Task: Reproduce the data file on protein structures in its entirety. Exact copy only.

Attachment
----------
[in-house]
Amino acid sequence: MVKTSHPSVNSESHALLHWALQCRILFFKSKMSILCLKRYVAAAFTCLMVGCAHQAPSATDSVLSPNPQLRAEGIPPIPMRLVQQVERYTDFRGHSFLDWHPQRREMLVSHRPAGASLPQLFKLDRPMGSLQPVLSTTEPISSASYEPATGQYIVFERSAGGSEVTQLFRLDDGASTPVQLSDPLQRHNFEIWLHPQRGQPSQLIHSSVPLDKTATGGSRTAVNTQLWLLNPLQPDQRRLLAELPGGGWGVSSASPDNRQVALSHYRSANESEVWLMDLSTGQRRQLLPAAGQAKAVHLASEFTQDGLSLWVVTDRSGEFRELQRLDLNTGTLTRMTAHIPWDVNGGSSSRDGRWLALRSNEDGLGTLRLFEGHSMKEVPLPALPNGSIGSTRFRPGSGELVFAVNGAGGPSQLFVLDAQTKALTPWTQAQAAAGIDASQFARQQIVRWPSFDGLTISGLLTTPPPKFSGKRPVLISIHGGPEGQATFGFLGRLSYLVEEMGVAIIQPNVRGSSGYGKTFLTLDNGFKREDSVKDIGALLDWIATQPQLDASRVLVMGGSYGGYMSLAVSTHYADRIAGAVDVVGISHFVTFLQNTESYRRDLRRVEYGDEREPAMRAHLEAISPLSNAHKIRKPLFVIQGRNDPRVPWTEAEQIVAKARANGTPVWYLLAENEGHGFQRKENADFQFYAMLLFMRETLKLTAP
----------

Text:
[in-house]
Amino acid sequence: MVKTSHPSVNSESHALLHWALQCRILFFKSKMSILCLKRYVAAAFTCLMVGCAHQAPSATDSVLSPNPQLRAEGIPPIPMRLVQQVERYTDFRGHSFLDWHPQRREMLVSHRPAGASLPQLFKLDRPMGSLQPVLSTTEPISSASYEPATGQYIVFERSAGGSEVTQLFRLDDGASTPVQLSDPLQRHNFEIWLHPQRGQPSQLIHSSVPLDKTATGGSRTAVNTQLWLLNPLQPDQRRLLAELPGGGWGVSSASPDNRQVALSHYRSANESEVWLMDLSTGQRRQLLPAAGQAKAVHLASEFTQDGLSLWVVTDRSGEFRELQRLDLNTGTLTRMTAHIPWDVNGGSSSRDGRWLALRSNEDGLGTLRLFEGHSMKEVPLPALPNGSIGSTRFRPGSGELVFAVNGAGGPSQLFVLDAQTKALTPWTQAQAAAGIDASQFARQQIVRWPSFDGLTISGLLTTPPPKFSGKRPVLISIHGGPEGQATFGFLGRLSYLVEEMGVAIIQPNVRGSSGYGKTFLTLDNGFKREDSVKDIGALLDWIATQPQLDASRVLVMGGSYGGYMSLAVSTHYADRIAGAVDVVGISHFVTFLQNTESYRRDLRRVEYGDEREPAMRAHLEAISPLSNAHKIRKPLFVIQGRNDPRVPWTEAEQIVAKARANGTPVWYLLAENEGHGFQRKENADFQFYAMLLFMRETLKLTAP